1 The Enneagram authors who created and developed the Levels of Development, which can be applied to the issue of self-mastery in leadership, are Don Richard Riso and Russ Hudson in their books, Personality Types and The Wisdom of the Enneagram. The following material has its genesis in their work, which I am grateful to have their permission to use.
Self-Awareness Self-awareness involves the capacity to be self-observing (being conscious of one's own
thoughts, feelings, and behaviors while these are
occurring) Responsiveness to
Personal Vision Integrity
Lifelong Learning Commitment
Exhibits reactive, unproductive behavior most of the time; demonstrates minimal personality integration
May be aware of own inner experience, but responds out of
habit more often than not; demonstrates some degree of
Highly aware of own inner experience and able to respond out of choice in productive and
highly flexible ways; demonstrates a high degree of
Unaware of own thoughts, feelings, and behaviors
and/or dishonest about true motivations; not selfobserving
Can be self-aware, although does not routinely put a high
priority on this; has more difficulty being self-aware
under duress; is intermittently self-observing
Routinely accesses and is honest about own thoughts, feelings,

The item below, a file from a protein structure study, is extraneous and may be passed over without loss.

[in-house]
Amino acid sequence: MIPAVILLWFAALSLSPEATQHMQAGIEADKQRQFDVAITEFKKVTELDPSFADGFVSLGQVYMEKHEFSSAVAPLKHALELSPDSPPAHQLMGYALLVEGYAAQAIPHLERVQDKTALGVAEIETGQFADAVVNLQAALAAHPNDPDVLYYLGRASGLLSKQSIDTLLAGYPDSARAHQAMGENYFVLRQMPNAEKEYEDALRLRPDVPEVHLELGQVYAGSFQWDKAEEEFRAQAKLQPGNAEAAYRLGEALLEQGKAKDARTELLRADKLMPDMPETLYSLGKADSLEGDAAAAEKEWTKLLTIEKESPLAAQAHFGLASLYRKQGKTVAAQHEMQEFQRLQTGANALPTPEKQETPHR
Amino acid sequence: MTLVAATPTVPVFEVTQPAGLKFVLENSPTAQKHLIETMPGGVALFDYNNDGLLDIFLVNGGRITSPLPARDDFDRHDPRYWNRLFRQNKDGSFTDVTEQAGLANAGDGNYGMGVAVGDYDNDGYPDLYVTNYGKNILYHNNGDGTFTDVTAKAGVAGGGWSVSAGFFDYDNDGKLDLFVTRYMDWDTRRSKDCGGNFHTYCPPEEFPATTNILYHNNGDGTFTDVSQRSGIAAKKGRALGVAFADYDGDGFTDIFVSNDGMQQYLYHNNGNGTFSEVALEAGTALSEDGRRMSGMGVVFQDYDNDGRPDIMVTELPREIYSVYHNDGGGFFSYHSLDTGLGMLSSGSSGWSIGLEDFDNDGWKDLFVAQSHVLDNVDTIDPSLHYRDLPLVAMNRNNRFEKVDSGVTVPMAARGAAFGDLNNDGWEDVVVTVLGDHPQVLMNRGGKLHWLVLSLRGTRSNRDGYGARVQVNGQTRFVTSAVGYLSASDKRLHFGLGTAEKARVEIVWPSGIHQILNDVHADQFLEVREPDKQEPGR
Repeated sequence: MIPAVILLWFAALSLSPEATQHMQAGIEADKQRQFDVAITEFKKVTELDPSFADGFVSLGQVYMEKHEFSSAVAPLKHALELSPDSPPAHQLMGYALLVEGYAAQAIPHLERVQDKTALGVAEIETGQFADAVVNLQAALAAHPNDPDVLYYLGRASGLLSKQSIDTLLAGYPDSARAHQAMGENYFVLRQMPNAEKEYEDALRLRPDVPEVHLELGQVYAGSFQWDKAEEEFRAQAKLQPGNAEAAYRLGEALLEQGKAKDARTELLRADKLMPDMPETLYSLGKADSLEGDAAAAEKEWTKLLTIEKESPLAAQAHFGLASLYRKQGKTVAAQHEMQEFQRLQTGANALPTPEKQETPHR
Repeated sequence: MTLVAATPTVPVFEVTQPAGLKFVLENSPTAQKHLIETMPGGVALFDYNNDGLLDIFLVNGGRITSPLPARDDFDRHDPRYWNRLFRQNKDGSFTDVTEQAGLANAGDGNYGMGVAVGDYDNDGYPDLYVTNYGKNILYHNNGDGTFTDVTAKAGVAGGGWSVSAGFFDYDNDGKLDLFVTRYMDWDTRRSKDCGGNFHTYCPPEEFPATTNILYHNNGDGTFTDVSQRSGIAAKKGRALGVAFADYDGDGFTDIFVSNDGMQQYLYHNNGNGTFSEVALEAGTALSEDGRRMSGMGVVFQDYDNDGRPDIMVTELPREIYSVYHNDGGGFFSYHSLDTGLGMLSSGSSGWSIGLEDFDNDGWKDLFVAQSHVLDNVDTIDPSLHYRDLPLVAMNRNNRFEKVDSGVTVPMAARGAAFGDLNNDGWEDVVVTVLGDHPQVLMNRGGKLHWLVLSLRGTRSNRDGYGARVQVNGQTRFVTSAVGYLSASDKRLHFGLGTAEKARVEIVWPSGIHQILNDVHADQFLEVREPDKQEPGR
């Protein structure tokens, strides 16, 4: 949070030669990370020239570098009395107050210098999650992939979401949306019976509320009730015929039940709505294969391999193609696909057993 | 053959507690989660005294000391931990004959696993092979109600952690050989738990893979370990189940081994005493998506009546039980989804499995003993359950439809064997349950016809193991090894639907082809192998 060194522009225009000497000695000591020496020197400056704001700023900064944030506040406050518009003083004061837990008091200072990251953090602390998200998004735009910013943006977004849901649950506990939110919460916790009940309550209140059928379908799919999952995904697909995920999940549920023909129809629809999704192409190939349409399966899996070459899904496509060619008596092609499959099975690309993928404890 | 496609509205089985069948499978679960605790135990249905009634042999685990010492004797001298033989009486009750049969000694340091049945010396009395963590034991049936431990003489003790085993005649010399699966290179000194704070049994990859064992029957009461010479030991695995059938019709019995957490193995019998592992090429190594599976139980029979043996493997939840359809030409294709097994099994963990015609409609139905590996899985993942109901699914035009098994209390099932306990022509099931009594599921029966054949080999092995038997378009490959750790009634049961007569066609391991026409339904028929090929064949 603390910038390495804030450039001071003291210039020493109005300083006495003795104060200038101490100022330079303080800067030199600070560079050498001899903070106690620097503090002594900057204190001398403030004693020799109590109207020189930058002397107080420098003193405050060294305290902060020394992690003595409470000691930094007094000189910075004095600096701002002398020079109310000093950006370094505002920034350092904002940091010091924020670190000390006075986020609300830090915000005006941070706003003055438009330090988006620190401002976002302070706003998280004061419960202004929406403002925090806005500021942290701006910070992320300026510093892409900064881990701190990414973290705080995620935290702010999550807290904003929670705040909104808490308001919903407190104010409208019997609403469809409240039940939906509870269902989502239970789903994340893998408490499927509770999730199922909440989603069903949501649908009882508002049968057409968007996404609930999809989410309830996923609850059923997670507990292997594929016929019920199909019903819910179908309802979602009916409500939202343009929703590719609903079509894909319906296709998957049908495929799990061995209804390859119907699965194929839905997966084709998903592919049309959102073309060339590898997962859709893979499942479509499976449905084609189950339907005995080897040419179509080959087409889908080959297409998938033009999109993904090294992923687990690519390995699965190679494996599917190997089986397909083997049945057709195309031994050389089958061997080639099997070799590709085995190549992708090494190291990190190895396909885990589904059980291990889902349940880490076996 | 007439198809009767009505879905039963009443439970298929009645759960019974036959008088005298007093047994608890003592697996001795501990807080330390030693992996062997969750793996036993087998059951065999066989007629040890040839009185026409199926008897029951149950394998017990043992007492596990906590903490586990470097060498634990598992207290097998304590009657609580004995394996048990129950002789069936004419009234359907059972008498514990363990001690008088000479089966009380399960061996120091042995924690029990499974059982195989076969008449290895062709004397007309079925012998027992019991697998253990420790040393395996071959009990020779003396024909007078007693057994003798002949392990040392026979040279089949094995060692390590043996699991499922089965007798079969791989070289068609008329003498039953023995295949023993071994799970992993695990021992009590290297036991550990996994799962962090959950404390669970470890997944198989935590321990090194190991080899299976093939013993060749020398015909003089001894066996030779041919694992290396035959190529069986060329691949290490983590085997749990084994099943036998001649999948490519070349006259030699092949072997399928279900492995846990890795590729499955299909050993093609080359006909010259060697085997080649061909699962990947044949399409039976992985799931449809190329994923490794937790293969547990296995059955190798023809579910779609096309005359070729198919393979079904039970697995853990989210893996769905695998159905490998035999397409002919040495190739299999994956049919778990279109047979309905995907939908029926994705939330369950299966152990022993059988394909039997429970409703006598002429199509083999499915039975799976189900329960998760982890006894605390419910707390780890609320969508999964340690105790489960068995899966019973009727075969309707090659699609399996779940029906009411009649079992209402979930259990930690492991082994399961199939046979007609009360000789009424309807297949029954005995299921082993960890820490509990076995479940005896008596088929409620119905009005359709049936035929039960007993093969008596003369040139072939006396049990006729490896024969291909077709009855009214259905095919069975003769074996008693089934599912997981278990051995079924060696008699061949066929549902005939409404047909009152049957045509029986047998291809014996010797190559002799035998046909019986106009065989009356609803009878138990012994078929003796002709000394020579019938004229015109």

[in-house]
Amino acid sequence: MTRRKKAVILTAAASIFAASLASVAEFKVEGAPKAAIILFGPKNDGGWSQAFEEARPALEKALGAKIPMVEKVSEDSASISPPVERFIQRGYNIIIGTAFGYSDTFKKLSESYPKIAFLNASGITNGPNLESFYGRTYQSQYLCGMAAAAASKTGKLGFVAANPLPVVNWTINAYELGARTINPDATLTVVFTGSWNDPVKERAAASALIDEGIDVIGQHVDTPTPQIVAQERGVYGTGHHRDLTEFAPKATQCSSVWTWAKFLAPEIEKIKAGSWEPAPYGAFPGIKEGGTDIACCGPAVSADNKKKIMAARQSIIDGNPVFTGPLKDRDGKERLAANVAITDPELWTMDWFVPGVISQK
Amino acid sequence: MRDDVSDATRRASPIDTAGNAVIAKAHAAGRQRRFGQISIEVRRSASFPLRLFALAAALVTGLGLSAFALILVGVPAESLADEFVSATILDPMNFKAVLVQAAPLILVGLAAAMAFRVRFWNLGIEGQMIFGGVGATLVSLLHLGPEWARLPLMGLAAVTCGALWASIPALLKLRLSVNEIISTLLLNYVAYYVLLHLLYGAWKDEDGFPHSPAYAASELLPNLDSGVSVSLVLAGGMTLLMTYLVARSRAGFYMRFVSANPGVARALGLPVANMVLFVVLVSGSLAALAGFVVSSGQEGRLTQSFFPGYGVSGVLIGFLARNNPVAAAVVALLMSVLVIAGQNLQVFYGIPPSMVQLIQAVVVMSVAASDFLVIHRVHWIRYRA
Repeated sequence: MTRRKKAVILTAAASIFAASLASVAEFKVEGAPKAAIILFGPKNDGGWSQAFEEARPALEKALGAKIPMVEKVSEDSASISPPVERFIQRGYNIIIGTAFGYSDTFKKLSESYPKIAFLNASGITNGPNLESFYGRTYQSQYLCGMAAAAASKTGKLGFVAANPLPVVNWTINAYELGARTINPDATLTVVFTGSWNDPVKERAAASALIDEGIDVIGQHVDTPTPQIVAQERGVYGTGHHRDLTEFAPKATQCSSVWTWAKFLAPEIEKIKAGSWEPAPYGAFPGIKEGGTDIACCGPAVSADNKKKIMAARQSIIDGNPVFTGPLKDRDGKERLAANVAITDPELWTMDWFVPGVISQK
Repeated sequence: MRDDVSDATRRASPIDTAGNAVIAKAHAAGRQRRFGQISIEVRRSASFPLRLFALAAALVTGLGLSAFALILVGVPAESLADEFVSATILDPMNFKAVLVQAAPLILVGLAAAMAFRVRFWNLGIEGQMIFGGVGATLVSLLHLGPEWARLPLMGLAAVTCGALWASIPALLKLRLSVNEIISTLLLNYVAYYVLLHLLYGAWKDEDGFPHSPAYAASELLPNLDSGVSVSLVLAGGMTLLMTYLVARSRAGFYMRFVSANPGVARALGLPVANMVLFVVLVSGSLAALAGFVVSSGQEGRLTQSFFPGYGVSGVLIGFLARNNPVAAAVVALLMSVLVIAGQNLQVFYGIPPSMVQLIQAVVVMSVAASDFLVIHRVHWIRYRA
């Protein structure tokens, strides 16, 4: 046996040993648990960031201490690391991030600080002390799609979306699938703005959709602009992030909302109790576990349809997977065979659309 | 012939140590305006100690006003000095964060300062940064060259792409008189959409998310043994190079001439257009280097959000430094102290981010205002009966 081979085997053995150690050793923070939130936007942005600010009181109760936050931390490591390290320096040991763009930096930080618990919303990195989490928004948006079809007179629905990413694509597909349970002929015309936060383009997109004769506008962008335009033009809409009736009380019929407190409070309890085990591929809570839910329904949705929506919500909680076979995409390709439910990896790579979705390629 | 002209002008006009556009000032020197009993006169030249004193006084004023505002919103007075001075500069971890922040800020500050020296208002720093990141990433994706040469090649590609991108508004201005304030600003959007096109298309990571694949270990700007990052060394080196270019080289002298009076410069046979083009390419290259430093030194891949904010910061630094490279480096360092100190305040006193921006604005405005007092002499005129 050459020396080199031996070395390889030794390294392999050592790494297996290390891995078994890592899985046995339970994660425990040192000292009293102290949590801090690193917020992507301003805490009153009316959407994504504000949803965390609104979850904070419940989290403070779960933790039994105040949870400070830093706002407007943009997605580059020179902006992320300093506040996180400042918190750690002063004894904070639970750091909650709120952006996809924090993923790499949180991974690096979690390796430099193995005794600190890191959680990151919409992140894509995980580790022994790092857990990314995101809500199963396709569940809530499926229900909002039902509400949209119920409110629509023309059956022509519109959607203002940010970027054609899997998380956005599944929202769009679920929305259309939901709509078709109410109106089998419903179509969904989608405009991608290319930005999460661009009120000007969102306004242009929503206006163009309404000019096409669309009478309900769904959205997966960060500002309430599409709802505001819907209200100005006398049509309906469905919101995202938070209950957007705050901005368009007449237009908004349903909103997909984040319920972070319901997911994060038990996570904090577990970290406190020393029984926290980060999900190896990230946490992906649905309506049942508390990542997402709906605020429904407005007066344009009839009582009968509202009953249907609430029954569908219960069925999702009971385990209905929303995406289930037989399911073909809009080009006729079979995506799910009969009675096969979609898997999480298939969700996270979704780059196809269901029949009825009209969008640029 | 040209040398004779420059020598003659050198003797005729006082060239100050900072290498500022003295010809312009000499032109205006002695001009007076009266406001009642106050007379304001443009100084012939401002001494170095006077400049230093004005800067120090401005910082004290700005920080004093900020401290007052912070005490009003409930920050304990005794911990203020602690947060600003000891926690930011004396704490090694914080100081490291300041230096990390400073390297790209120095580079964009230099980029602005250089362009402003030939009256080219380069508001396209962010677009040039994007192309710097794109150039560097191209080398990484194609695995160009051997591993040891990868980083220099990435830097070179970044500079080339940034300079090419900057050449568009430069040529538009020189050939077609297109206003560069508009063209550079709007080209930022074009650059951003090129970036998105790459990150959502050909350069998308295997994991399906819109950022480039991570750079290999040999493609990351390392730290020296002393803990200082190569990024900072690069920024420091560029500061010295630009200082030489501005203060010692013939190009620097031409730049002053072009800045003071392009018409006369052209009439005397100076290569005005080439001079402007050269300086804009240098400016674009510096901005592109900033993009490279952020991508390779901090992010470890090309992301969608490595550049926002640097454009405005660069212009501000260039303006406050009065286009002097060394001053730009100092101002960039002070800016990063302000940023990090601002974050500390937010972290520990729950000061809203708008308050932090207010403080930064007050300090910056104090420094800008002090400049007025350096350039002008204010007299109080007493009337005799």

and behaviors; has realistic selfimage; able to be self-observing
most of the time
Defends against, denies, and ignores feedback and/or blames
others when criticized
Has distorted perceptions of own motivations; sees others as causing his or her behavior; projects own thoughts and feelings onto others Either unmotivated or
motivated by negative factors such as internal fears or external threats
Sometimes responds effectively to feedback, but can also under- or
over-respond Can act self-responsibly; under duress, has difficulty
differentiating own responsibility from that of
Partially self-motivated; often expects others to be
the motivating force
Overcontrolled or out of control; behavior highly
Sometimes makes conscious choices, but more often acts
as if on automatic pilot
Perceives self as victim
No personal vision or has a negative vision
Fluctuates between personal reactivity and the ability to have perspective on self,
others, and events
Unarticulated or oversimplified personal
Welcomes feedback and uses it constructively; can
distinguish between accurate feedback and biased opinion
Takes full responsibility for own actions
Highly self-motivated and self-determining
Highly self-managing rather than reactive or acting out of habit; is
in control without being controlled or controlling; makes
conscious and constructive choices
Mature in almost all situations; can rise above personal
responses to understand multiple factors and perspectives affecting the situation
Clear, positive personal vision
Behaviors and actions inconsistent with values, or has
Generally positive values, but behavior not always consistent with values
Has positive values and "walks the talk"
Behavior reflects a low level of accurate self-knowledge as well as incongruity among thoughts, feelings, and behaviors
No commitment to selfdevelopment or lifelong
Behavior reflects intermittent self-knowledge and/or an overemphasis on thoughts,
feelings, or actions; behavior not always congruent with feelings or stated intentions Moderate to low commitment to selfdevelopment; engages in self-development when under duress
Behavior demonstrates a high degree of self-knowledge and is congruent and integrated with
thoughts and feelings
High commitment to ongoing self-development, demonstrated
through continuous action